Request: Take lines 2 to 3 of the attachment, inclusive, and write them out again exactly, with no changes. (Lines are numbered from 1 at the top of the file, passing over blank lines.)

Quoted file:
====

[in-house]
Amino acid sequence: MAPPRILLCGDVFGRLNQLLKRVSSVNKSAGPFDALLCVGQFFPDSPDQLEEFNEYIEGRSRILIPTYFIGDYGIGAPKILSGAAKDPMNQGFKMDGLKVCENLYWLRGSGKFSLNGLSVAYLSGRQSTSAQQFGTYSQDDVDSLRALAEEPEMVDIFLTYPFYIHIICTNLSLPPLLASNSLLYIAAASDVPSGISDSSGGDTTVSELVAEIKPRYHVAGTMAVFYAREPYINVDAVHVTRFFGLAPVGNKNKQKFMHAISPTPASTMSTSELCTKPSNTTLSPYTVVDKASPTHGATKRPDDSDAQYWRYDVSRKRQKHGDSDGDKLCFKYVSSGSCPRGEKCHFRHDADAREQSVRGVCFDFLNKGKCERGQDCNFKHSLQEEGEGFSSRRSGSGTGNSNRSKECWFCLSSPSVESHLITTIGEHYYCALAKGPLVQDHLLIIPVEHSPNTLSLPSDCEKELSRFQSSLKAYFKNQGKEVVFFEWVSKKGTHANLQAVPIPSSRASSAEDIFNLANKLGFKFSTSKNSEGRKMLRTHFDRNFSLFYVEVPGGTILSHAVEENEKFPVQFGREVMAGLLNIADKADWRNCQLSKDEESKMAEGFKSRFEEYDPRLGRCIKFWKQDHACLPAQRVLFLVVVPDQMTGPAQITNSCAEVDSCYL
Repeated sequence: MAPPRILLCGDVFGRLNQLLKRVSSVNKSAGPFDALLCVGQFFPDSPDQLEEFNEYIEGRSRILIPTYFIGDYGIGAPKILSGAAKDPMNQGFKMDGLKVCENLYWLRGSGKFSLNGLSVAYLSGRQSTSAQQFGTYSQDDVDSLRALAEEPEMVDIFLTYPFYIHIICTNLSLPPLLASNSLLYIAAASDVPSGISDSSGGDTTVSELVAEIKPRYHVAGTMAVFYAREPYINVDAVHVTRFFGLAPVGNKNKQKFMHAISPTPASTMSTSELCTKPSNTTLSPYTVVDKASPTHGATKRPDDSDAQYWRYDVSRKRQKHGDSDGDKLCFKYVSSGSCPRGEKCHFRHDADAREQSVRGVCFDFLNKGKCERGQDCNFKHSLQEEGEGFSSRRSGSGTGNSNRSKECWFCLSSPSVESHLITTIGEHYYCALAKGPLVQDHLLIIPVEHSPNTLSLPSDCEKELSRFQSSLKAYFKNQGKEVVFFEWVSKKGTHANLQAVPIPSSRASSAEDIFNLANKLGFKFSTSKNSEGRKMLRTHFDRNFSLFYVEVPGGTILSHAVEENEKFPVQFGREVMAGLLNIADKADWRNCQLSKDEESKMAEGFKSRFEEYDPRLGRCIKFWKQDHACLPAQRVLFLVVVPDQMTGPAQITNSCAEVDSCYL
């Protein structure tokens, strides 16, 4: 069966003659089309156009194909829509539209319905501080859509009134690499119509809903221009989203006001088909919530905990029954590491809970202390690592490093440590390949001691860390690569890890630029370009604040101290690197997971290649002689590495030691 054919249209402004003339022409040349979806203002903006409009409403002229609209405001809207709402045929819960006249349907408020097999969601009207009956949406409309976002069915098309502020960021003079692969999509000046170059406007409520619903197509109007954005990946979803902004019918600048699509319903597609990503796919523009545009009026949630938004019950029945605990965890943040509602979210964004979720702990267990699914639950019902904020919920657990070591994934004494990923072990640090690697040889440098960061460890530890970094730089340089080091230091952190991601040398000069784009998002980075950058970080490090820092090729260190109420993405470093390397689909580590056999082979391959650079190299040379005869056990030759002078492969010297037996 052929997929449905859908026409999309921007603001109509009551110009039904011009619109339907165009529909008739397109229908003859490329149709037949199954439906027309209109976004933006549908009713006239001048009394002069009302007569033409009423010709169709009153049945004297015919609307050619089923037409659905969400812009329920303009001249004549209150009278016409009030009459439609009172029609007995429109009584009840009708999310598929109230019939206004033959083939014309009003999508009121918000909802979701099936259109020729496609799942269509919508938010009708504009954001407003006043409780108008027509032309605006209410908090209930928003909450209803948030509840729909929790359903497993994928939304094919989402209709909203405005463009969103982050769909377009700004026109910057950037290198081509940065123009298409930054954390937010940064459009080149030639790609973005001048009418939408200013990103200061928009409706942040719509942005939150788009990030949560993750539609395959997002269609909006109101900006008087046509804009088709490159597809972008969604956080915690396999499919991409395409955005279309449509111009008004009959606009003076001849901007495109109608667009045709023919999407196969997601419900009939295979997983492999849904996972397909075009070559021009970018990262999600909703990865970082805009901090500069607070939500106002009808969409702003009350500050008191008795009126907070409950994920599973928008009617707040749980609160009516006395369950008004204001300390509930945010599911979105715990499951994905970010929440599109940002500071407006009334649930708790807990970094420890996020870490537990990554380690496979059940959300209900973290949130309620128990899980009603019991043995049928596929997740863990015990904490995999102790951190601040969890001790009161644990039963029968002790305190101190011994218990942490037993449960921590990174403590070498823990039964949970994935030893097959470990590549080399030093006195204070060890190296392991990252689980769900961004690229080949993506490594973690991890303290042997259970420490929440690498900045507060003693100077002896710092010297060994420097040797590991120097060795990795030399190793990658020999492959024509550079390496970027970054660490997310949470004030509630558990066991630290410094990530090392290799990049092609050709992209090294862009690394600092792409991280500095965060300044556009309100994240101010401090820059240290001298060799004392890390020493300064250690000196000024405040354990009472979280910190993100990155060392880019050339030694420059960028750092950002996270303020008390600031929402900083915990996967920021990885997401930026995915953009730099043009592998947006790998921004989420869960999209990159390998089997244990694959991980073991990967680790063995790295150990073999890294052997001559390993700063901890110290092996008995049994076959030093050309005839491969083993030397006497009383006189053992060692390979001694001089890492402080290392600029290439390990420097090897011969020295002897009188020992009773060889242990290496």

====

Amino acid sequence: MAPPRILLCGDVFGRLNQLLKRVSSVNKSAGPFDALLCVGQFFPDSPDQLEEFNEYIEGRSRILIPTYFIGDYGIGAPKILSGAAKDPMNQGFKMDGLKVCENLYWLRGSGKFSLNGLSVAYLSGRQSTSAQQFGTYSQDDVDSLRALAEEPEMVDIFLTYPFYIHIICTNLSLPPLLASNSLLYIAAASDVPSGISDSSGGDTTVSELVAEIKPRYHVAGTMAVFYAREPYINVDAVHVTRFFGLAPVGNKNKQKFMHAISPTPASTMSTSELCTKPSNTTLSPYTVVDKASPTHGATKRPDDSDAQYWRYDVSRKRQKHGDSDGDKLCFKYVSSGSCPRGEKCHFRHDADAREQSVRGVCFDFLNKGKCERGQDCNFKHSLQEEGEGFSSRRSGSGTGNSNRSKECWFCLSSPSVESHLITTIGEHYYCALAKGPLVQDHLLIIPVEHSPNTLSLPSDCEKELSRFQSSLKAYFKNQGKEVVFFEWVSKKGTHANLQAVPIPSSRASSAEDIFNLANKLGFKFSTSKNSEGRKMLRTHFDRNFSLFYVEVPGGTILSHAVEENEKFPVQFGREVMAGLLNIADKADWRNCQLSKDEESKMAEGFKSRFEEYDPRLGRCIKFWKQDHACLPAQRVLFLVVVPDQMTGPAQITNSCAEVDSCYL
Repeated sequence: MAPPRILLCGDVFGRLNQLLKRVSSVNKSAGPFDALLCVGQFFPDSPDQLEEFNEYIEGRSRILIPTYFIGDYGIGAPKILSGAAKDPMNQGFKMDGLKVCENLYWLRGSGKFSLNGLSVAYLSGRQSTSAQQFGTYSQDDVDSLRALAEEPEMVDIFLTYPFYIHIICTNLSLPPLLASNSLLYIAAASDVPSGISDSSGGDTTVSELVAEIKPRYHVAGTMAVFYAREPYINVDAVHVTRFFGLAPVGNKNKQKFMHAISPTPASTMSTSELCTKPSNTTLSPYTVVDKASPTHGATKRPDDSDAQYWRYDVSRKRQKHGDSDGDKLCFKYVSSGSCPRGEKCHFRHDADAREQSVRGVCFDFLNKGKCERGQDCNFKHSLQEEGEGFSSRRSGSGTGNSNRSKECWFCLSSPSVESHLITTIGEHYYCALAKGPLVQDHLLIIPVEHSPNTLSLPSDCEKELSRFQSSLKAYFKNQGKEVVFFEWVSKKGTHANLQAVPIPSSRASSAEDIFNLANKLGFKFSTSKNSEGRKMLRTHFDRNFSLFYVEVPGGTILSHAVEENEKFPVQFGREVMAGLLNIADKADWRNCQLSKDEESKMAEGFKSRFEEYDPRLGRCIKFWKQDHACLPAQRVLFLVVVPDQMTGPAQITNSCAEVDSCYL